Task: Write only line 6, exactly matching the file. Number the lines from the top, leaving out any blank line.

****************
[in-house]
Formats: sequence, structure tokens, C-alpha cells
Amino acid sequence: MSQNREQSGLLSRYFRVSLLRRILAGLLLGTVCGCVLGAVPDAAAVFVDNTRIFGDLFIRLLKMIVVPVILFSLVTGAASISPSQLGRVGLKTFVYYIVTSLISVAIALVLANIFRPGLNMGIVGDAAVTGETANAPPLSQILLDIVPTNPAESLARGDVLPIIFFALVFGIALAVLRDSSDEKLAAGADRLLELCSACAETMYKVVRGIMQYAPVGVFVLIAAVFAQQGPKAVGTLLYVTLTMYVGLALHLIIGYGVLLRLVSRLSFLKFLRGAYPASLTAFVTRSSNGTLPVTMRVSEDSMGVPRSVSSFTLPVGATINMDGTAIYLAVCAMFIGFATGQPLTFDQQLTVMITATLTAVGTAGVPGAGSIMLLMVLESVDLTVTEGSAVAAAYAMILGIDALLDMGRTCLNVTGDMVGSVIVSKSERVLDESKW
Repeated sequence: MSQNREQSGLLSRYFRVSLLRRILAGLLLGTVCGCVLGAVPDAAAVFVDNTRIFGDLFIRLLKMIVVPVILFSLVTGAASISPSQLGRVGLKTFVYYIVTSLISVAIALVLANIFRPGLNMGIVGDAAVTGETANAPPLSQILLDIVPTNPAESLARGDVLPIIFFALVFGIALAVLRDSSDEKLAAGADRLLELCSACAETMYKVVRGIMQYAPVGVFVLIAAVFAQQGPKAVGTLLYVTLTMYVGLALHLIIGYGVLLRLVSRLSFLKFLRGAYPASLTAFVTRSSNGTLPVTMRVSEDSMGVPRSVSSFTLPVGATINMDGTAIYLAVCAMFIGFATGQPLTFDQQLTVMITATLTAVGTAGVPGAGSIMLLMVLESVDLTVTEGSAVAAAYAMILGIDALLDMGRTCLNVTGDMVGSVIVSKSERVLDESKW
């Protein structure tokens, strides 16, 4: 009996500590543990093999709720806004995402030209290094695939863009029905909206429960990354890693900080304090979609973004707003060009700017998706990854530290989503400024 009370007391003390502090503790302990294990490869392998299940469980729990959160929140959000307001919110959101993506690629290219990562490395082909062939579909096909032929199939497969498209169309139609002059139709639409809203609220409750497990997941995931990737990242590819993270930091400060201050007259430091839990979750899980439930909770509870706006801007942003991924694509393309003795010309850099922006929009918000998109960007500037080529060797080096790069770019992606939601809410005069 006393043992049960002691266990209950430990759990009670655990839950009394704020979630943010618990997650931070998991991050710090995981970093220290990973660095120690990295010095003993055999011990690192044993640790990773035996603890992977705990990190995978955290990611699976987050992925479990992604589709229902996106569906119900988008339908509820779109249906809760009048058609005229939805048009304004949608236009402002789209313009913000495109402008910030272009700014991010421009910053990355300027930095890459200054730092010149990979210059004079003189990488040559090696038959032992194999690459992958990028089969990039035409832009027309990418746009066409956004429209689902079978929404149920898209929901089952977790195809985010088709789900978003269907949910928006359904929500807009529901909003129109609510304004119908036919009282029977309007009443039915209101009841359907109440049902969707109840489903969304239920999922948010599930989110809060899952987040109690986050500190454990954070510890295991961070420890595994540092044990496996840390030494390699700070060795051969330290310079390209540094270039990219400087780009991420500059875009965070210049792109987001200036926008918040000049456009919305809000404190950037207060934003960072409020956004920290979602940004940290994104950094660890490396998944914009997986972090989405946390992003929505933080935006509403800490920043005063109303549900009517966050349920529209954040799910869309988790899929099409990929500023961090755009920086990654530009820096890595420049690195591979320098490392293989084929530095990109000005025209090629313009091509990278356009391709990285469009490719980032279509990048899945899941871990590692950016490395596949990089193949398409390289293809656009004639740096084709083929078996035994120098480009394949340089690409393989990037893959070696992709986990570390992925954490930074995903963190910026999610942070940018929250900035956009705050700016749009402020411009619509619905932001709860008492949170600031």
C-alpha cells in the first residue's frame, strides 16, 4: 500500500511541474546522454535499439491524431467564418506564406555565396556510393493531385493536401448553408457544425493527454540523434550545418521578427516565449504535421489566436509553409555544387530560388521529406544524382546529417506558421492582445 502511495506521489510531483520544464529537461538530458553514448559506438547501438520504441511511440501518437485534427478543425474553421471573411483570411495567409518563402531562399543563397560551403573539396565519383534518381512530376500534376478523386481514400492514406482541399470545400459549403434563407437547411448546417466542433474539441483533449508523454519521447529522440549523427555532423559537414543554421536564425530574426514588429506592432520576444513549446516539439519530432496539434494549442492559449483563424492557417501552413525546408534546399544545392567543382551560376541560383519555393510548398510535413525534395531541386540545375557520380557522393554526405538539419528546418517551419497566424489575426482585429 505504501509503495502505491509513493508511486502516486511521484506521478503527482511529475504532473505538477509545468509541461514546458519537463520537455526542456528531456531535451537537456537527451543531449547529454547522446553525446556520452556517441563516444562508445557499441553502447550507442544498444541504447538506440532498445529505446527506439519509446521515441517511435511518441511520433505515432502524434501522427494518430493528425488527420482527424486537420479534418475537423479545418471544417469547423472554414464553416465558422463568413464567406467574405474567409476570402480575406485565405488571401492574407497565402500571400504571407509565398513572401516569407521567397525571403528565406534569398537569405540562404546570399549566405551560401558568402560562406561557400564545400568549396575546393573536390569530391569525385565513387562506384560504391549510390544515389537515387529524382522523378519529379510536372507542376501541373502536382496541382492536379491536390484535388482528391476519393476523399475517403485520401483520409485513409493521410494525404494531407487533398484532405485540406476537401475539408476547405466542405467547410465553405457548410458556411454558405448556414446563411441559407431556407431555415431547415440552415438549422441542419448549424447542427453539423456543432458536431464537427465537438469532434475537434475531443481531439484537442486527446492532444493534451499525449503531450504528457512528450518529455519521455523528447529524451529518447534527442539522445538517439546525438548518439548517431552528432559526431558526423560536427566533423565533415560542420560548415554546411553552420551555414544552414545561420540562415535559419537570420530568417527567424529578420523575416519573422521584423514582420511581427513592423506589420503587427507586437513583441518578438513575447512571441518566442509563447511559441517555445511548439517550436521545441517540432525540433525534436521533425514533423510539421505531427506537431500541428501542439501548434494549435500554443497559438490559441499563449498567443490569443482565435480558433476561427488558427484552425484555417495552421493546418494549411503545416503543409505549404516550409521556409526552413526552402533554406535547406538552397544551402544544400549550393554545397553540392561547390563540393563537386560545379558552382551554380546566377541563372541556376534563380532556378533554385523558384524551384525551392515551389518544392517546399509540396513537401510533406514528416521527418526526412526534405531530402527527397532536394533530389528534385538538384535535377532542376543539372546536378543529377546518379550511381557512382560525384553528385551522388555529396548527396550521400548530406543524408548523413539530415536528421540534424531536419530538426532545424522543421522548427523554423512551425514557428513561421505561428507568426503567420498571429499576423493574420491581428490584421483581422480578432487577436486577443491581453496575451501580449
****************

C-alpha cells in the first residue's frame, strides 16, 4: 500500500511541474546522454535499439491524431467564418506564406555565396556510393493531385493536401448553408457544425493527454540523434550545418521578427516565449504535421489566436509553409555544387530560388521529406544524382546529417506558421492582445 502511495506521489510531483520544464529537461538530458553514448559506438547501438520504441511511440501518437485534427478543425474553421471573411483570411495567409518563402531562399543563397560551403573539396565519383534518381512530376500534376478523386481514400492514406482541399470545400459549403434563407437547411448546417466542433474539441483533449508523454519521447529522440549523427555532423559537414543554421536564425530574426514588429506592432520576444513549446516539439519530432496539434494549442492559449483563424492557417501552413525546408534546399544545392567543382551560376541560383519555393510548398510535413525534395531541386540545375557520380557522393554526405538539419528546418517551419497566424489575426482585429 505504501509503495502505491509513493508511486502516486511521484506521478503527482511529475504532473505538477509545468509541461514546458519537463520537455526542456528531456531535451537537456537527451543531449547529454547522446553525446556520452556517441563516444562508445557499441553502447550507442544498444541504447538506440532498445529505446527506439519509446521515441517511435511518441511520433505515432502524434501522427494518430493528425488527420482527424486537420479534418475537423479545418471544417469547423472554414464553416465558422463568413464567406467574405474567409476570402480575406485565405488571401492574407497565402500571400504571407509565398513572401516569407521567397525571403528565406534569398537569405540562404546570399549566405551560401558568402560562406561557400564545400568549396575546393573536390569530391569525385565513387562506384560504391549510390544515389537515387529524382522523378519529379510536372507542376501541373502536382496541382492536379491536390484535388482528391476519393476523399475517403485520401483520409485513409493521410494525404494531407487533398484532405485540406476537401475539408476547405466542405467547410465553405457548410458556411454558405448556414446563411441559407431556407431555415431547415440552415438549422441542419448549424447542427453539423456543432458536431464537427465537438469532434475537434475531443481531439484537442486527446492532444493534451499525449503531450504528457512528450518529455519521455523528447529524451529518447534527442539522445538517439546525438548518439548517431552528432559526431558526423560536427566533423565533415560542420560548415554546411553552420551555414544552414545561420540562415535559419537570420530568417527567424529578420523575416519573422521584423514582420511581427513592423506589420503587427507586437513583441518578438513575447512571441518566442509563447511559441517555445511548439517550436521545441517540432525540433525534436521533425514533423510539421505531427506537431500541428501542439501548434494549435500554443497559438490559441499563449498567443490569443482565435480558433476561427488558427484552425484555417495552421493546418494549411503545416503543409505549404516550409521556409526552413526552402533554406535547406538552397544551402544544400549550393554545397553540392561547390563540393563537386560545379558552382551554380546566377541563372541556376534563380532556378533554385523558384524551384525551392515551389518544392517546399509540396513537401510533406514528416521527418526526412526534405531530402527527397532536394533530389528534385538538384535535377532542376543539372546536378543529377546518379550511381557512382560525384553528385551522388555529396548527396550521400548530406543524408548523413539530415536528421540534424531536419530538426532545424522543421522548427523554423512551425514557428513561421505561428507568426503567420498571429499576423493574420491581428490584421483581422480578432487577436486577443491581453496575451501580449